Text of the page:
There’s something about having good cake. It puts a smile on your face, and a spring in your step. You walk around with a certain air about you. What’s wonderful is when you see someone else walking around with that same air about them. Catching each other’s eye, you smile and nod, that small gesture shouting quietly oh the joy of good cake.
This is the kind of good cake that would be the woman in a love story. The guy notices her in the library, day after day, usually reading some really intellectual piece of literature. She’s always dressed immaculately, not in a showy way, but in a way that shows she knows what works for her and works her look with poise. She wears glasses like these and absolutely pulls it off. When the guy approaches her, it’s easy for him to over think it. A head full of all those books he’s seen her read and how well she dresses, he’s really worried about flubbing his opening lines. Then he notices that this time she’s reading his favourite comic book. Even though he feels out of his depth, she makes him feel immediately at ease. All that refinement and poise, and she still has an abundance of sweetness that shines through and is so easy to relate to. He can absolutely see himself taking her home to meet his mother. She’s the kind of woman who knows to tell someone they did well, not they did good, but won’t look down on someone for an inability to find the correct adverb.
So yes, I overthought the making of this cake a little, and flubbed a few of the steps. Browning butter is not something I’ve got the hang of yet. Something went a little funny with my cake batter, so when I added the 50mls of milk, it did not go very far towards making the batter a smooth mixture I could pour into the cake tin. Thankfully the recipe was forgiving enough that it still tasted great without properly browned butter and a sort of ad hoc let’s-just-add-milk-until-it-feels-right cake batter (I’m also not sure if I left enough air in the egg whites once I folded them through everything). This is fairly well removed from the sort of cake I’d normally make, but I knew right away from reading the recipe that I’d find the flavours easy to relate to. I feel so refined when I get a mouthful of earl grey, I almost subconsciously extend a pinky finger as I hold the cake in my hand. Having the sweetness from the peaches and vanilla drizzle with their subtle interplay of moist fruit and icing crackle just finishes the whole story off for me. Certainly, a cake I took home to meet my mother and father.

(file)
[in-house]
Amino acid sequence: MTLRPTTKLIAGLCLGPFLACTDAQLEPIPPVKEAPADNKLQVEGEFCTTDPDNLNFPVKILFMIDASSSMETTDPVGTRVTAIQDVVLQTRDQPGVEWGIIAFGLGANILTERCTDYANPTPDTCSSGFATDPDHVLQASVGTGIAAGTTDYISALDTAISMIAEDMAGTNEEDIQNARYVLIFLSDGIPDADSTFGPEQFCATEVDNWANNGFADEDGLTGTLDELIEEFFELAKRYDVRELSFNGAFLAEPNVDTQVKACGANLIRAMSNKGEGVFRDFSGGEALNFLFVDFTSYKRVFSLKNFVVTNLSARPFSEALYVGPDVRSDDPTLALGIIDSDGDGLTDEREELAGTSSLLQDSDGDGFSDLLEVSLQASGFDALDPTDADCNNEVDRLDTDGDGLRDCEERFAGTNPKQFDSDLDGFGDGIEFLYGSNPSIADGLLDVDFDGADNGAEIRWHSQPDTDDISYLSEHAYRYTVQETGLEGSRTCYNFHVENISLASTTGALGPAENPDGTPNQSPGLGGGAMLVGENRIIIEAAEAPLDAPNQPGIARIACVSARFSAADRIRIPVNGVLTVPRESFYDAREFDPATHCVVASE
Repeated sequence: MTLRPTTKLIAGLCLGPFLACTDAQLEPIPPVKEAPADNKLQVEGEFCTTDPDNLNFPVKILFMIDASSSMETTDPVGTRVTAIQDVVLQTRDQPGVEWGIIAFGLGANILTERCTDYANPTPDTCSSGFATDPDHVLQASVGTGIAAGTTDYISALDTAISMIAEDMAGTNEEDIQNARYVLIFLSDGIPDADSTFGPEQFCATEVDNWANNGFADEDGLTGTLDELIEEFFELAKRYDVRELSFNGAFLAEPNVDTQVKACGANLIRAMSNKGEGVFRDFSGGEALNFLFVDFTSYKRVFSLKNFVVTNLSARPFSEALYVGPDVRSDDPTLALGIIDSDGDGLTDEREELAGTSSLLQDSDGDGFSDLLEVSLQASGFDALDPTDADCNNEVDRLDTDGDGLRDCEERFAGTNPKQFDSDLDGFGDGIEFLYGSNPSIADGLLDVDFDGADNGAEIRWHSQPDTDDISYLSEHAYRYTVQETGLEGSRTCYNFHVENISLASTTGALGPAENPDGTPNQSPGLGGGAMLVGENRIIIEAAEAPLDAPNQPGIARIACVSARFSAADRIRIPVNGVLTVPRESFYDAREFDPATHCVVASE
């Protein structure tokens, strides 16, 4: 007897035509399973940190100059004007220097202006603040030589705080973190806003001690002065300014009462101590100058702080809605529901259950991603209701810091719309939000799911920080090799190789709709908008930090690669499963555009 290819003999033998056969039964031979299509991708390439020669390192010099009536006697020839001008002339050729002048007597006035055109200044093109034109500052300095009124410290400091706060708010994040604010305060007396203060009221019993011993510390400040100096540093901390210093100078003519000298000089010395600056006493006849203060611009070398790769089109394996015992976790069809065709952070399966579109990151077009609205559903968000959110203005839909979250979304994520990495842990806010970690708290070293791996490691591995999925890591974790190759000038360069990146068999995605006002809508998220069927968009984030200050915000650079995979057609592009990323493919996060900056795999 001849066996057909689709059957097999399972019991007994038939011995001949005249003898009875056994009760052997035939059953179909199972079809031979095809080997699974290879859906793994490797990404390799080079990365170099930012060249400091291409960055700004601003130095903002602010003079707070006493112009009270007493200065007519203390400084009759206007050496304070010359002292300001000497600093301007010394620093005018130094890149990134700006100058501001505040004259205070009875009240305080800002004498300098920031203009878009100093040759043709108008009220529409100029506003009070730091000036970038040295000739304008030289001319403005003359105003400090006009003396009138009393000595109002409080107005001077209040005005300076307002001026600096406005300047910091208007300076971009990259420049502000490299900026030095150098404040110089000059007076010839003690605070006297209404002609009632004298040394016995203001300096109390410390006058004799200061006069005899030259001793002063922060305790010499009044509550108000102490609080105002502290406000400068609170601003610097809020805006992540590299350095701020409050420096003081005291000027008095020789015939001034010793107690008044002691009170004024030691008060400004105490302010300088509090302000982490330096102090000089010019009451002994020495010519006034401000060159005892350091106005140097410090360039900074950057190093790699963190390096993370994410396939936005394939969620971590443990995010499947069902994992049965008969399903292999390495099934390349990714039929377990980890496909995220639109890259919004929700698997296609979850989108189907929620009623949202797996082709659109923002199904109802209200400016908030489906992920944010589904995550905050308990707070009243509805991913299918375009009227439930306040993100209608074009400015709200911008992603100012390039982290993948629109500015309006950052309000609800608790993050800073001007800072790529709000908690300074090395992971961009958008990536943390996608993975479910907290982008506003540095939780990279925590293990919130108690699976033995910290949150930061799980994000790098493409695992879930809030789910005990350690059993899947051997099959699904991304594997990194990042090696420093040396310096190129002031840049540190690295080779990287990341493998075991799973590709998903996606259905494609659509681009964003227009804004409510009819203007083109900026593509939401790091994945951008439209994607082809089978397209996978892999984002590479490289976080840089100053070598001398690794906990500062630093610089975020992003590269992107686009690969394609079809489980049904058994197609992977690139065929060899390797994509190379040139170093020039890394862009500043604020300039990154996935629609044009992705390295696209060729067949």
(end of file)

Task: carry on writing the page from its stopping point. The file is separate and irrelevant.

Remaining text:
Delicious, and well worth the effort to make it. Go on now. SEG’s wonderful website is waiting over here just begging for you to bask in their inspiring photos and take on the recipe.